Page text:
WASHINGTON - U.S. economic growth accelerated in 2013, with activity picking up significantly during the latter half of the year. Over the four quarters of 2013, real GDP advanced 2.7 percent, notably faster than the 2.0 percent pace in 2012.
Private-sector growth and job creation continued to sustain the recovery amid ongoing fiscal retrenchment; since the recovery began in the second quarter of 2009, real GDP has grown at an average 2.4 percent annual rate, and private domestic final demand has grown at a 2.7 percent rate. The private sector has created nearly 8.2 million payroll jobs over the past 46 months, recouping almost all of the private-sector jobs lost during and after the Great Recession. Overall, the unemployment rate has declined by 3.3 percentage points and currently stands at 6.7 percent, the lowest unemployment rate since October 2008. There continue to be solid improvements in the housing sector, in the manufacturing sector, and in household and business balance sheets. This private sector-led, self-sustaining recovery has driven the economy while the federal budget deficit as a percentage of GDP has been reduced to less than half its level in 2009. Since the end of the Great Recession, we have seen substantial economic recovery, and yet the economy is still below full employment, so more work remains.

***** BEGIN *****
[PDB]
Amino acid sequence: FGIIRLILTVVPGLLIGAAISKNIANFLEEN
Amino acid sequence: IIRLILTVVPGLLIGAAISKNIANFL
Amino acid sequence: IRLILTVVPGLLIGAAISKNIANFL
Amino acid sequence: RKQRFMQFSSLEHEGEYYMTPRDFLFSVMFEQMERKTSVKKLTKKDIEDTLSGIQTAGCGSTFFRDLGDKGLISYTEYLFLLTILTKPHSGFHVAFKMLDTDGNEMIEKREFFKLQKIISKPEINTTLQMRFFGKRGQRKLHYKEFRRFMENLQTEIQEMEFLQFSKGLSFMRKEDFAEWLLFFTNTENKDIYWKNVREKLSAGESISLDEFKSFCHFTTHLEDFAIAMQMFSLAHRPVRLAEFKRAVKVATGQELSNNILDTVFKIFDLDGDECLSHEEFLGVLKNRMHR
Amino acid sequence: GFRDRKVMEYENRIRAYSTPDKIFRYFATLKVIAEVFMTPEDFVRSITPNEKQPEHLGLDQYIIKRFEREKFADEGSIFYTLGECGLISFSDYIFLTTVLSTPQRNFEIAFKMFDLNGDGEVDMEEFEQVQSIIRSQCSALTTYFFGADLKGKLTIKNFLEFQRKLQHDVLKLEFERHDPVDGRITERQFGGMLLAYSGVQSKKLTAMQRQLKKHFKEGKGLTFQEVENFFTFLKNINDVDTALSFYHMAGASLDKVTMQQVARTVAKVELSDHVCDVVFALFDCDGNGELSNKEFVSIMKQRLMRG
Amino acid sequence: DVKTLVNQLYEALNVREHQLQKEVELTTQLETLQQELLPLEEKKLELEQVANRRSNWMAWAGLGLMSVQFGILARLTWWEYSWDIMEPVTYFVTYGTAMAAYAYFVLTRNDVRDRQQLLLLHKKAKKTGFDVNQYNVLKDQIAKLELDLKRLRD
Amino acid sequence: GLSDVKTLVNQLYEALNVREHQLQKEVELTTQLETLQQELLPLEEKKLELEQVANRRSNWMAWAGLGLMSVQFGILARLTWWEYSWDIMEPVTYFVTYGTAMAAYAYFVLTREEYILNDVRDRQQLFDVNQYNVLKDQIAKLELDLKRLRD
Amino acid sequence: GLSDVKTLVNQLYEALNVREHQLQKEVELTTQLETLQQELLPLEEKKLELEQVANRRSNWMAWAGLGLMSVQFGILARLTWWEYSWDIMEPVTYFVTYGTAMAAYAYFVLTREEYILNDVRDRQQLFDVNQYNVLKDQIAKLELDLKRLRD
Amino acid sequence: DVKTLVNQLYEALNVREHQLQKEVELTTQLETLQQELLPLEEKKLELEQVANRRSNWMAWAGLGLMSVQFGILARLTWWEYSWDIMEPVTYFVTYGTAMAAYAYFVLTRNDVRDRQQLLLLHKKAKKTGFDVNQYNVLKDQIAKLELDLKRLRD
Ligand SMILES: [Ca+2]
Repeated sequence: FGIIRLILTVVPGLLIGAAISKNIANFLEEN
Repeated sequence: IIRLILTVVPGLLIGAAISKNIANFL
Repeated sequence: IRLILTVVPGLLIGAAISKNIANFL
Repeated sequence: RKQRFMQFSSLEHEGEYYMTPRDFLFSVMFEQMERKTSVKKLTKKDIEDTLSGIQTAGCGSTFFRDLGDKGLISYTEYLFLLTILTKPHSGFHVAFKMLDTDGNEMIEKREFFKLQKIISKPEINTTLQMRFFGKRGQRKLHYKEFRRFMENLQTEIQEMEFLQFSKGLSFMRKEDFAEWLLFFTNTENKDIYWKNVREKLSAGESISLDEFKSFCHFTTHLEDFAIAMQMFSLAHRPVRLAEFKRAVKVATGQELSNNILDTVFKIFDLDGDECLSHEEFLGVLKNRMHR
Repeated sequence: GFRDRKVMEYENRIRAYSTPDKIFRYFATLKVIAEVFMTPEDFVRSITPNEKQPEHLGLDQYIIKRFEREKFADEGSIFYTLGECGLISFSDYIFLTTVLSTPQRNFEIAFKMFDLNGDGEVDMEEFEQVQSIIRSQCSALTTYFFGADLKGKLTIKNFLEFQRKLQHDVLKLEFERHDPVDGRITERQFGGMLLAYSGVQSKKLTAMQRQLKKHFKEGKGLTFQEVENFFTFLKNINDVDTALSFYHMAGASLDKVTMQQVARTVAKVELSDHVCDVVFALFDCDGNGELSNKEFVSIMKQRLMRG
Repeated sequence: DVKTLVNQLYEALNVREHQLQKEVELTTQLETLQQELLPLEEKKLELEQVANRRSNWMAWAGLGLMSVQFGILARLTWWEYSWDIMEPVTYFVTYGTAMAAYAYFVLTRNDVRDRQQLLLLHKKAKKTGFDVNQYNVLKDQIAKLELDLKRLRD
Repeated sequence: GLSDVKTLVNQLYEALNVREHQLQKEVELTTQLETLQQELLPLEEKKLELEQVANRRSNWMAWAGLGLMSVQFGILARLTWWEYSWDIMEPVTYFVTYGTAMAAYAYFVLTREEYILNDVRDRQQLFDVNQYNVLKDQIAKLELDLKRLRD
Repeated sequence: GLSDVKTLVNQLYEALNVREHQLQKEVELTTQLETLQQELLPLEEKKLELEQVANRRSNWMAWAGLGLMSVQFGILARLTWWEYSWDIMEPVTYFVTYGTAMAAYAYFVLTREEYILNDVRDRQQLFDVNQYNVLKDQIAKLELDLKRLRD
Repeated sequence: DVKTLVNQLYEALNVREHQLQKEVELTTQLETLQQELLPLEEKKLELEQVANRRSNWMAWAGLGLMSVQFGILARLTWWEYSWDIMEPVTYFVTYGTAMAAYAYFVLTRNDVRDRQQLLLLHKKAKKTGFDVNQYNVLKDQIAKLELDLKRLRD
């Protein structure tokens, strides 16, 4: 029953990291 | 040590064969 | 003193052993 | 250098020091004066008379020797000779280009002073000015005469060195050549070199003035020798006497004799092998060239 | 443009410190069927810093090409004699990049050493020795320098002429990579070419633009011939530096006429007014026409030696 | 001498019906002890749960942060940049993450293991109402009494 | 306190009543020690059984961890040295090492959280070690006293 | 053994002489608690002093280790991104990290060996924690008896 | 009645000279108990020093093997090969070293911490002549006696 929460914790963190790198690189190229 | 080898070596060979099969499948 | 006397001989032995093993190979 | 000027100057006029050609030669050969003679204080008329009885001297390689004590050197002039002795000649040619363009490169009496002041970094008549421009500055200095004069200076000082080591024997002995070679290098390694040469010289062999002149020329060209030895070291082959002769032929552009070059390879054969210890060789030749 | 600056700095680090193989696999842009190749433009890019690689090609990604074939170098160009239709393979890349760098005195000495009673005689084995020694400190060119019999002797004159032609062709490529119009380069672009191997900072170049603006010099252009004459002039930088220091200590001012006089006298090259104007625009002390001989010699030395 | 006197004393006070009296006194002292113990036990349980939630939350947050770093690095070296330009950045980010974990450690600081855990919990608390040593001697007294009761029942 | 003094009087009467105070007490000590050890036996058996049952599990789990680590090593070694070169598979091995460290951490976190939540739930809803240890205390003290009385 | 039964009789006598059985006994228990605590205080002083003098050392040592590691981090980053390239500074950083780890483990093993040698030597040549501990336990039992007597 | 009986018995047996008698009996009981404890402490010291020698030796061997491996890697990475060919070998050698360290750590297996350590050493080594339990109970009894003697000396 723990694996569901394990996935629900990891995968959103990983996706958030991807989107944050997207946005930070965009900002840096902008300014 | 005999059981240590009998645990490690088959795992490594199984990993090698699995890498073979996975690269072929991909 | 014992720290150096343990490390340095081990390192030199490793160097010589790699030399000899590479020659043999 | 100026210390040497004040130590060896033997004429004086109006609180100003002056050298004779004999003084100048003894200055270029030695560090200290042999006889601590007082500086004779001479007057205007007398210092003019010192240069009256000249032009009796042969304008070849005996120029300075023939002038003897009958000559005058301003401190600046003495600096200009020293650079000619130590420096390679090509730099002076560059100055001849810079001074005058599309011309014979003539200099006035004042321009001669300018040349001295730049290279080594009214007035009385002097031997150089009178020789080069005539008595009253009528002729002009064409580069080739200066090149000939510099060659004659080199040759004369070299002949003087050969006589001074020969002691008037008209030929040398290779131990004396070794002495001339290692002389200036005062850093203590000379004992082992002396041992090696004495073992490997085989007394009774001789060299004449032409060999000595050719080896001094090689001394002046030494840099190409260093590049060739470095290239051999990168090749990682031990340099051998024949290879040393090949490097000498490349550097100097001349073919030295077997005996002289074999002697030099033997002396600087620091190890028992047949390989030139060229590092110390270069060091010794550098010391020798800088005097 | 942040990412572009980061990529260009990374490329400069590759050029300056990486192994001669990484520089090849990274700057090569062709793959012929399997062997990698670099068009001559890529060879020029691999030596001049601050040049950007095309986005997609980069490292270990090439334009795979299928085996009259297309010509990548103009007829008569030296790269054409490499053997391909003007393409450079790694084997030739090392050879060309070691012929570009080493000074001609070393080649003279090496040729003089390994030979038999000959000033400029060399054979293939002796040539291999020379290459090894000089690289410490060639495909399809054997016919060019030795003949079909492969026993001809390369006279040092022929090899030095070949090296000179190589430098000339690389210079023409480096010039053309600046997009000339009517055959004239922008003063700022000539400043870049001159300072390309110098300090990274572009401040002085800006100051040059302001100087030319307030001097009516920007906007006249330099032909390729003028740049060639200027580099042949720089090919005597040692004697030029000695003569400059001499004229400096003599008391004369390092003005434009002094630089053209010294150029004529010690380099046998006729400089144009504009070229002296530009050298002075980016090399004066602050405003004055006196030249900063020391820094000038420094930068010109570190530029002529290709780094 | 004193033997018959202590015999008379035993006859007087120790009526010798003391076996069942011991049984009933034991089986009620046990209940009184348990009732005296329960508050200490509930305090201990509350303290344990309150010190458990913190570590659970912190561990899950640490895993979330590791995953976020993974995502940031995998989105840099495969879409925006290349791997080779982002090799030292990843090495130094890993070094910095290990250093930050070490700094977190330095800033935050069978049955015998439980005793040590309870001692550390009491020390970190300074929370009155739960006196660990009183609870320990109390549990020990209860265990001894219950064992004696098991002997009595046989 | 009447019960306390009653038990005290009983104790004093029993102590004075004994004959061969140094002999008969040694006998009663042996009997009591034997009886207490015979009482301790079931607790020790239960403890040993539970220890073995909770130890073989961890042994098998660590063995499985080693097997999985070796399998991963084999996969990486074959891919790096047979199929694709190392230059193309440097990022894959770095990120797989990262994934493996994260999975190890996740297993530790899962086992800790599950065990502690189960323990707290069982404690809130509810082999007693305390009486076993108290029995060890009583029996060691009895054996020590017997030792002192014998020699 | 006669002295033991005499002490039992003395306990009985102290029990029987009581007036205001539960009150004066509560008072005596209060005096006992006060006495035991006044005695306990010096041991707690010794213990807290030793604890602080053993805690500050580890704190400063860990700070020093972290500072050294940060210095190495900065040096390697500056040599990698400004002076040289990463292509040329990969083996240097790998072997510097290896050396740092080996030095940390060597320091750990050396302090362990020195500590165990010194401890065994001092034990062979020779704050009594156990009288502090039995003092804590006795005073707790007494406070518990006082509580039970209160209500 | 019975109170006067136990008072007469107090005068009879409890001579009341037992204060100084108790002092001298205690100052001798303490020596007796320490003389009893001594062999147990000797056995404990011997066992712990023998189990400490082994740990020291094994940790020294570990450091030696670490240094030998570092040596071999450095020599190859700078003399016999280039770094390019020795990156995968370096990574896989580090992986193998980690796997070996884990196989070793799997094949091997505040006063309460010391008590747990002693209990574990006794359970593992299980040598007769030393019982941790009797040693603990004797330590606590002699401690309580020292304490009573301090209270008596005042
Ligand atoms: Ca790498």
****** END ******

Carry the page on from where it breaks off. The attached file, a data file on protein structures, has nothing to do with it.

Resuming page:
The advance data on GDP growth for the final quarter of 2013 showed that, despite the government shutdown and some private predictions of sharply slower growth in Q4, real GDP advanced at a solid 3.2 percent pace, albeit somewhat slower than the robust 4.1 percent increase in the third quarter. An acceleration in real consumer spending and business investment in equipment drove growth, along with a substantial narrowing of the trade deficit. In addition, state and local government spending rose for the third straight quarter, following 3½ years of nearly continuous decline, and private inventory investment also contributed to growth, though to a much lesser extent than the large build in inventories seen in the third quarter. Business outlays for intellectual property products also grew solidly in the final quarter, though more slowly than in the third quarter. Partially offsetting this strength was a decline in residential investment that likely in part reflects the rise in mortgage interest rates over the year, and a sharp decline in federal government spending that was the result of both the government shutdown and continued fiscal consolidation. Overall, the year ended on a strong note, leaving the economy poised for even faster growth this year.